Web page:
Two Decades of Stroke in the United States: A Healthcare Economic Perspective

Alexis Lorio, Carlos Garcia-Rodriguez, Ali Seifi

Research output: Contribution to journalArticlepeer-review


Introduction: Stroke is a leading cause of morbidity and mortality in the USA and has implications on the financial health of patients, families, and healthcare systems. The objective of this study aimed to determine the economic perspective of stroke on the national healthcare system for the past 2 decades. Methods: This retrospective study of inpatient subjects from 2000 to 2020 with stroke was collected from the Healthcare Cost and Utilization Project (HCUP). We queried patients admitted primarily for ischemic or hemorrhagic stroke. Patients were evaluated for demographics, length of stay (LOS), mortality, and hospital charges. Statistical Z-testing with a significance of p < 0.05 was conducted for the analysis. Results: During the study period, 12,158,747 stroke subjects were studied, with 51.9% female and a mean age of 70.08 (±0.16) years old. The mean rate of stroke discharges per 100,000 persons was 187.71 (±3.44), decreasing from 200 to 193 during the study (p = 0.16). The mean percentage of deaths was 8.78% (±0.17), which decreased from 10.96% to 6.81% (p = 0.00). The mean LOS was 6.28 days (±0.08), which increased from 6.70 to 7.15 (p = 0.00). During the study period, the aggregated national bill was USD 725 billion. The mean hospital charges per patient were USD 57,178 (±1,504), increasing from USD 19,647 to USD 121,765 per person during the study period (p = 0.00), while mean hospital costs per stay were USD 15,781 (±330). These data closely conform to an exponential growth pattern, and forecasting per patient charges for the next 10 years demonstrates a cost of USD 287,836 by 2030. Conclusions: Our data show that the rate and mortality of stroke have decreased, but its charges and costs are increasing. The improvement in outcomes could be multifactorial such as establishment of comprehensive stroke centers and evolving treatment modalities. Ironically, the charges per patient increased more than sixfold with a national bill almost equal to the annual Medicare budget. Thus, the significance of preventive medicine, such as controlling hypertension, diabetes, and smoking cessation, cannot be understated. With such a dramatically increasing financial burden, improvements in mitigating risk factors, educational programs, and access to care may be a more cost-effective option.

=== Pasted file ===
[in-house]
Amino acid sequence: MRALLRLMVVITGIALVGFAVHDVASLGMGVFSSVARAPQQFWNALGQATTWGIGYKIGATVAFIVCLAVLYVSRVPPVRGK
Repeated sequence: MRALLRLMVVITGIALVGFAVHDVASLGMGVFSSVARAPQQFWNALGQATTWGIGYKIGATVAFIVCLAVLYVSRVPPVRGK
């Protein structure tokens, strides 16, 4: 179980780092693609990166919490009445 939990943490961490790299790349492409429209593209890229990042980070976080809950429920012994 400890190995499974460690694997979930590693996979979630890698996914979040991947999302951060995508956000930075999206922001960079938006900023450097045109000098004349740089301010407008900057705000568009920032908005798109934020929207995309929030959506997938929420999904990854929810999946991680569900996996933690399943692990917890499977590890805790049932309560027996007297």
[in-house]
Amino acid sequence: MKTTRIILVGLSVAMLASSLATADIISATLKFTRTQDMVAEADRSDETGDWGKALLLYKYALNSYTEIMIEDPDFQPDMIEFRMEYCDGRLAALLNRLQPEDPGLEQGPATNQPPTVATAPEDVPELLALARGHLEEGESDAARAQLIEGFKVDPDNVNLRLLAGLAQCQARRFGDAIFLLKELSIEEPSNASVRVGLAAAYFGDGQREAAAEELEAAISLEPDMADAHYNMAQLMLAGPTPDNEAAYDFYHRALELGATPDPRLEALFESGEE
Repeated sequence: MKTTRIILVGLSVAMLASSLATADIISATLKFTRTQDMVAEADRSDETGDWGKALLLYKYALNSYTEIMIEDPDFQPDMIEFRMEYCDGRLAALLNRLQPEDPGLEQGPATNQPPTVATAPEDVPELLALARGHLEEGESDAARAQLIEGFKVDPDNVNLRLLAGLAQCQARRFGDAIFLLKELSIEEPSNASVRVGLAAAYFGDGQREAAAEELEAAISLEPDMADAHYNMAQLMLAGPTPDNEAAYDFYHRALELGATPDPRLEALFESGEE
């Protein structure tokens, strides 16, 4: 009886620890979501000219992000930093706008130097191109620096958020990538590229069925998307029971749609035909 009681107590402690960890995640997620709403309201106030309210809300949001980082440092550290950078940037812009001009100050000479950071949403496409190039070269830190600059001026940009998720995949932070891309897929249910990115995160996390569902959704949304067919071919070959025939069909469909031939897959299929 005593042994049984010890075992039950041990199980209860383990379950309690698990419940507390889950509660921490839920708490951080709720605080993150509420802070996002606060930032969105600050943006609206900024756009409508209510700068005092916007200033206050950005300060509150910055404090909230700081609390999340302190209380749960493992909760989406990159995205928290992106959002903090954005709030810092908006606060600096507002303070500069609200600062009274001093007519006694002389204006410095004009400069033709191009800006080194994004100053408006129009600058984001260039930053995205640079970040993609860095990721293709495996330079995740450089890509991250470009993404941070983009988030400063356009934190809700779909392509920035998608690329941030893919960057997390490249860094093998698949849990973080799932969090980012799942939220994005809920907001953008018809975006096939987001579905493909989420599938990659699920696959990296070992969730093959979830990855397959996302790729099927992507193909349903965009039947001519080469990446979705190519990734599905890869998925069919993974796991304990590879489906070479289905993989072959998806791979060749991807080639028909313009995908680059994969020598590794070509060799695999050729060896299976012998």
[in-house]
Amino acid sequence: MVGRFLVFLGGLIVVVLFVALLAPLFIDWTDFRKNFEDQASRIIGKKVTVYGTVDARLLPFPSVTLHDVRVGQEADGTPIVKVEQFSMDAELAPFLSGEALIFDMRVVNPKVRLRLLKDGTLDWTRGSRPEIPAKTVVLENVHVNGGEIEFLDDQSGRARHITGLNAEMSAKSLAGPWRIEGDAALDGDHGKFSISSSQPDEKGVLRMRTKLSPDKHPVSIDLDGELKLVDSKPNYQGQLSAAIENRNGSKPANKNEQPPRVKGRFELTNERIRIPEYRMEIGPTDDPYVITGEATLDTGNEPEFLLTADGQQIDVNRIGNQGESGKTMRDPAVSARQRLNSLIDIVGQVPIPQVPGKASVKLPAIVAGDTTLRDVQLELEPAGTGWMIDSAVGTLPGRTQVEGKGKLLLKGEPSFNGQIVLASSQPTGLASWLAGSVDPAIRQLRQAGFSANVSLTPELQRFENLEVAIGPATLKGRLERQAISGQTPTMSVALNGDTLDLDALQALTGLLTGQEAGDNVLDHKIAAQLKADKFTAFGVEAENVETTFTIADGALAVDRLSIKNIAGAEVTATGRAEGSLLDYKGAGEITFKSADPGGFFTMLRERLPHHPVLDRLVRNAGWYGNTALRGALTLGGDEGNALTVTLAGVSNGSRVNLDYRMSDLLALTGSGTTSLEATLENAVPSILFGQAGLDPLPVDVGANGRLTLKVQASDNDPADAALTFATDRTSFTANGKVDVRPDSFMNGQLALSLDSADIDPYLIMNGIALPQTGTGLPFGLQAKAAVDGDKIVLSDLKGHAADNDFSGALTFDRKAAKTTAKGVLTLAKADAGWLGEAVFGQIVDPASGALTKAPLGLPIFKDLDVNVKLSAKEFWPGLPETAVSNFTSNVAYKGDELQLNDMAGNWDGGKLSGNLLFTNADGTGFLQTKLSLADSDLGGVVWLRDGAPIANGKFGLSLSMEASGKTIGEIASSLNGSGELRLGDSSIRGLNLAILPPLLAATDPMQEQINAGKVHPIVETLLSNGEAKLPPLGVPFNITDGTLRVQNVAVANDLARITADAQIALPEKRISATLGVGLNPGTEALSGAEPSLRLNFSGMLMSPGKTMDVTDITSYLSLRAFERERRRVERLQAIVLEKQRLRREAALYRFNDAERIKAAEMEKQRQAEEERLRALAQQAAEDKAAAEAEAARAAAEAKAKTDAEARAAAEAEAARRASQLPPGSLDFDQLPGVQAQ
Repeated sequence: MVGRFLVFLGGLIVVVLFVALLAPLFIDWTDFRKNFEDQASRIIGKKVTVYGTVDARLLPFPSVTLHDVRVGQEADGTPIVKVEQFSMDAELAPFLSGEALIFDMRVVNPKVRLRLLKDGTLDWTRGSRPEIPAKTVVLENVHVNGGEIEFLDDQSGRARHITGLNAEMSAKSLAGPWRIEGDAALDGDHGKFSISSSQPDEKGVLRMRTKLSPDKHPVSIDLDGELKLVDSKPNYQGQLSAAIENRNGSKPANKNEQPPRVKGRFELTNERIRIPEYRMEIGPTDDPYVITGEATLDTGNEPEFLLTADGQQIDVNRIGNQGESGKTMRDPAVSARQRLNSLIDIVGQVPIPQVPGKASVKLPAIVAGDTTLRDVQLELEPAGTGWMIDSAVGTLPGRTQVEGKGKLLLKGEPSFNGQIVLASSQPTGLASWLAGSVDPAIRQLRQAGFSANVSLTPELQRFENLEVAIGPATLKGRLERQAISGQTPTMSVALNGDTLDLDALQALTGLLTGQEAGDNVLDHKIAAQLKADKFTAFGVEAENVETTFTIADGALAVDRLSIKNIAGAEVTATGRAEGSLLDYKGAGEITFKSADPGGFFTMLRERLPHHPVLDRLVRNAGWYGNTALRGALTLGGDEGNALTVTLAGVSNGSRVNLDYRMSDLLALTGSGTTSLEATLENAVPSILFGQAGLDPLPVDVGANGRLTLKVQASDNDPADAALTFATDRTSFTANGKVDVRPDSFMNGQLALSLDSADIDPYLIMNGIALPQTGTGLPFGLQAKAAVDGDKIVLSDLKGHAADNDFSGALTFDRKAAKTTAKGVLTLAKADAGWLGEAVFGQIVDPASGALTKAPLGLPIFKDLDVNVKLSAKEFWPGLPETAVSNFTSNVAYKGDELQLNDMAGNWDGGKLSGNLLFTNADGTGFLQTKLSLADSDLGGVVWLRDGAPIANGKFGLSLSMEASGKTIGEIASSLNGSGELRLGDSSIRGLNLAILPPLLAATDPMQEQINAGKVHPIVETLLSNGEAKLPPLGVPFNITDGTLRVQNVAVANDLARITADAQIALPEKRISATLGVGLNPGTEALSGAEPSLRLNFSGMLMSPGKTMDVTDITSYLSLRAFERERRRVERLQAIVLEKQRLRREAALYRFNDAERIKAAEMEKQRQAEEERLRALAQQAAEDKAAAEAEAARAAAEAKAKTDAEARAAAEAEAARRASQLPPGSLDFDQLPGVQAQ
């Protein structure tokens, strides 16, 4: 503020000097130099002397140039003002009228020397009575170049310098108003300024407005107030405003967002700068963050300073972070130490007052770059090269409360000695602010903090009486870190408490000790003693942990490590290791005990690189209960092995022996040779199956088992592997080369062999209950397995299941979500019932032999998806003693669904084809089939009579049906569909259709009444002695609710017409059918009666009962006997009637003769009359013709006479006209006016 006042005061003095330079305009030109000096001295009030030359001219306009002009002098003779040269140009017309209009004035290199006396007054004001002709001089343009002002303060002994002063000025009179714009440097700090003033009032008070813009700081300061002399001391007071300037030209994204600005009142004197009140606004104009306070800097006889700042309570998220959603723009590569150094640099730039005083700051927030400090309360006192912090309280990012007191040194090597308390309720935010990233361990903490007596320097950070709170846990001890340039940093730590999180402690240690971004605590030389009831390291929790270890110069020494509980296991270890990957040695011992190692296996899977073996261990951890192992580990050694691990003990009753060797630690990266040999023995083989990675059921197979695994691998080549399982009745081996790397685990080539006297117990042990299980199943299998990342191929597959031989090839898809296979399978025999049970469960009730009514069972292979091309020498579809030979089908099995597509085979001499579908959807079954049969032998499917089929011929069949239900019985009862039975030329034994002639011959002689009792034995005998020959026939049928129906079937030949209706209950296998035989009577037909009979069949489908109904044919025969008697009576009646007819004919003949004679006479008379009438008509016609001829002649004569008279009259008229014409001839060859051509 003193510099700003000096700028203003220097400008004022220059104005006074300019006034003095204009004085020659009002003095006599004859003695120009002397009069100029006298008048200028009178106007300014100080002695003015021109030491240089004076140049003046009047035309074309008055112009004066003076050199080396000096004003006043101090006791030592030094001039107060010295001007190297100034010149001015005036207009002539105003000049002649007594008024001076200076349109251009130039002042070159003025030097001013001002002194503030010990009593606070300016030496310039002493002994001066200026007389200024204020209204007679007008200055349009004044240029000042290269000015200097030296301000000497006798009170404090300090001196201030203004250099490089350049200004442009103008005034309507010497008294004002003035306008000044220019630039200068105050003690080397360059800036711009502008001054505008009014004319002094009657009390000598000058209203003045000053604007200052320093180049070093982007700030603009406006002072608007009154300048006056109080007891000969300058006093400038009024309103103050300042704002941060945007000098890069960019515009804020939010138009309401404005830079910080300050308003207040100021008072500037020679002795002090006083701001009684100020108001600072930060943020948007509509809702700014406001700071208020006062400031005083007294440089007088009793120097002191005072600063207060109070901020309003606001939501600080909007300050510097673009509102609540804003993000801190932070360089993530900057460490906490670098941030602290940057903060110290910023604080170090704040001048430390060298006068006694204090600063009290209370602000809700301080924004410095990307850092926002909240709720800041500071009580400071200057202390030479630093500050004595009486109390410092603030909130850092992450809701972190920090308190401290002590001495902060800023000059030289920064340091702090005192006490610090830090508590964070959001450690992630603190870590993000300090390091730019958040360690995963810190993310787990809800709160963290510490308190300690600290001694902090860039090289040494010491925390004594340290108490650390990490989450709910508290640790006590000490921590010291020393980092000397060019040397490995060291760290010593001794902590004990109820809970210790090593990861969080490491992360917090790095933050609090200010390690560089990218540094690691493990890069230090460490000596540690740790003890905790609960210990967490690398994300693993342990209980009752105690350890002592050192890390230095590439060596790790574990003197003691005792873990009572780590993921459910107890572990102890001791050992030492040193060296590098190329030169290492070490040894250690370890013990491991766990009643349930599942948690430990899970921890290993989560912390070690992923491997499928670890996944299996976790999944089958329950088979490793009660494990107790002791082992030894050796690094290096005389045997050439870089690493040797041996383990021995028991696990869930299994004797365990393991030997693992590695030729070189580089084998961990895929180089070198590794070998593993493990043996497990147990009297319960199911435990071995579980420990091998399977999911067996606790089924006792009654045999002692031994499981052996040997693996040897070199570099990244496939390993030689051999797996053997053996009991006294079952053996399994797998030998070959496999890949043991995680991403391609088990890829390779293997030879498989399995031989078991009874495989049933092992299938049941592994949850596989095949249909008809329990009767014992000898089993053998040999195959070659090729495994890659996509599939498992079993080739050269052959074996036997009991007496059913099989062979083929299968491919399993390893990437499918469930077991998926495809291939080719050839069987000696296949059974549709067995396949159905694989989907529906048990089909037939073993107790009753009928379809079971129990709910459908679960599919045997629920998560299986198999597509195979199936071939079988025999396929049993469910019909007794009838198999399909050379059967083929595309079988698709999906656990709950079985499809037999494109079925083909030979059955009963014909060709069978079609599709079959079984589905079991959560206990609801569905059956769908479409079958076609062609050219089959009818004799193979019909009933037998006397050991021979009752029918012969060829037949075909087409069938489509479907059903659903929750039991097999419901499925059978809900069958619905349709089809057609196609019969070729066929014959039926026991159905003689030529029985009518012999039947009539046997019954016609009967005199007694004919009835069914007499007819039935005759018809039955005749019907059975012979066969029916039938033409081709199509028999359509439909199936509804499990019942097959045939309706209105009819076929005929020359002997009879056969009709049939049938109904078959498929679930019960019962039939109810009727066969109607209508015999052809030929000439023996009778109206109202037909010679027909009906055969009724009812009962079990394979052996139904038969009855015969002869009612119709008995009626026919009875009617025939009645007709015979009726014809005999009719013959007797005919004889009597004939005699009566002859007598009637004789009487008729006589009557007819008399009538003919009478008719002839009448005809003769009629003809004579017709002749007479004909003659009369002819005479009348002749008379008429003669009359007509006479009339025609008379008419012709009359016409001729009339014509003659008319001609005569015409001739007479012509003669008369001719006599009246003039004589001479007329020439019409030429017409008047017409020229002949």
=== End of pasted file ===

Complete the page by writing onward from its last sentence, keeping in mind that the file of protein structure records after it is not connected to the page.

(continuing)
Original languageEnglish (US)
Pages (from-to)143-150
Number of pages8
Issue number2
StatePublished - Jan 23 2024


  • Acute cerebral infarction
  • Cerebrovascular disease
  • Healthcare economics
  • Hemorrhagic stroke
  • Ischemic stroke
  • Neurocritical care
  • Neuroepidemiology
  • Stroke

ASJC Scopus subject areas

  • Epidemiology
  • Clinical Neurology


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